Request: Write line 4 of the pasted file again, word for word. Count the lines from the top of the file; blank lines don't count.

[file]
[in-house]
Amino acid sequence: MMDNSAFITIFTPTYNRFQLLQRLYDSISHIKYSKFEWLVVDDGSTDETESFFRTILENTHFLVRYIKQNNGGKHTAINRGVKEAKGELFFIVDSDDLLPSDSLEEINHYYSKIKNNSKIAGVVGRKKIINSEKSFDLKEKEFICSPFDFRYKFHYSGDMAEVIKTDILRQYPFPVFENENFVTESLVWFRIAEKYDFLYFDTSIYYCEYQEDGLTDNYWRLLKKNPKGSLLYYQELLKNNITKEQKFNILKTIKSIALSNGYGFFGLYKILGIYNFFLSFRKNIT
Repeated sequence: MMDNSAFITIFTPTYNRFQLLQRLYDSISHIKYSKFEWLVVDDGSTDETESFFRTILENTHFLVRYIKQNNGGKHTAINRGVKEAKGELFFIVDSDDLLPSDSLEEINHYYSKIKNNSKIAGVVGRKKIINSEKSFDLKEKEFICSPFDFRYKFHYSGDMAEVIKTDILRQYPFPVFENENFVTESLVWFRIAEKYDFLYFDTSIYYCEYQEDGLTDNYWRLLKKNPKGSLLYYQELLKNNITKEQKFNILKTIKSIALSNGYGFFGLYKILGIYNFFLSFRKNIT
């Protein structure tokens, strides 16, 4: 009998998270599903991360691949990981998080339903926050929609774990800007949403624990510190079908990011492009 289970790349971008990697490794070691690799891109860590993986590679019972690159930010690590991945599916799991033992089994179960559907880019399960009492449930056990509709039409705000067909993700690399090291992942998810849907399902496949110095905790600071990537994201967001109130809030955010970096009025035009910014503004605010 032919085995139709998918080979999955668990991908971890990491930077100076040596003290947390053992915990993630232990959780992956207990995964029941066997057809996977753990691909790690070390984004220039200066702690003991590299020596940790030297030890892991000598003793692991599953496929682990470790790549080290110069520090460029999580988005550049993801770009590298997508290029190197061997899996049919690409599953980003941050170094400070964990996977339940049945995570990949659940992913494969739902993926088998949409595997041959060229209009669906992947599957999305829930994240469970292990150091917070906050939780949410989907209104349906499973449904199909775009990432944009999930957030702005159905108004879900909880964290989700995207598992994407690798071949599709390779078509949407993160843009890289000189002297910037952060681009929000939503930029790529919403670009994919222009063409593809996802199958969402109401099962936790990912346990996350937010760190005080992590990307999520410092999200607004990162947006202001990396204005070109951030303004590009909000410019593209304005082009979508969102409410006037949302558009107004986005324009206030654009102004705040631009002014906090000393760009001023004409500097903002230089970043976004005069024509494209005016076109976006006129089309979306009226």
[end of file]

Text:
């Protein structure tokens, strides 16, 4: 009998998270599903991360691949990981998080339903926050929609774990800007949403624990510190079908990011492009 289970790349971008990697490794070691690799891109860590993986590679019972690159930010690590991945599916799991033992089994179960559907880019399960009492449930056990509709039409705000067909993700690399090291992942998810849907399902496949110095905790600071990537994201967001109130809030955010970096009025035009910014503004605010 032919085995139709998918080979999955668990991908971890990491930077100076040596003290947390053992915990993630232990959780992956207990995964029941066997057809996977753990691909790690070390984004220039200066702690003991590299020596940790030297030890892991000598003793692991599953496929682990470790790549080290110069520090460029999580988005550049993801770009590298997508290029190197061997899996049919690409599953980003941050170094400070964990996977339940049945995570990949659940992913494969739902993926088998949409595997041959060229209009669906992947599957999305829930994240469970292990150091917070906050939780949410989907209104349906499973449904199909775009990432944009999930957030702005159905108004879900909880964290989700995207598992994407690798071949599709390779078509949407993160843009890289000189002297910037952060681009929000939503930029790529919403670009994919222009063409593809996802199958969402109401099962936790990912346990996350937010760190005080992590990307999520410092999200607004990162947006202001990396204005070109951030303004590009909000410019593209304005082009979508969102409410006037949302558009107004986005324009206030654009102004705040631009002014906090000393760009001023004409500097903002230089970043976004005069024509494209005016076109976006006129089309979306009226």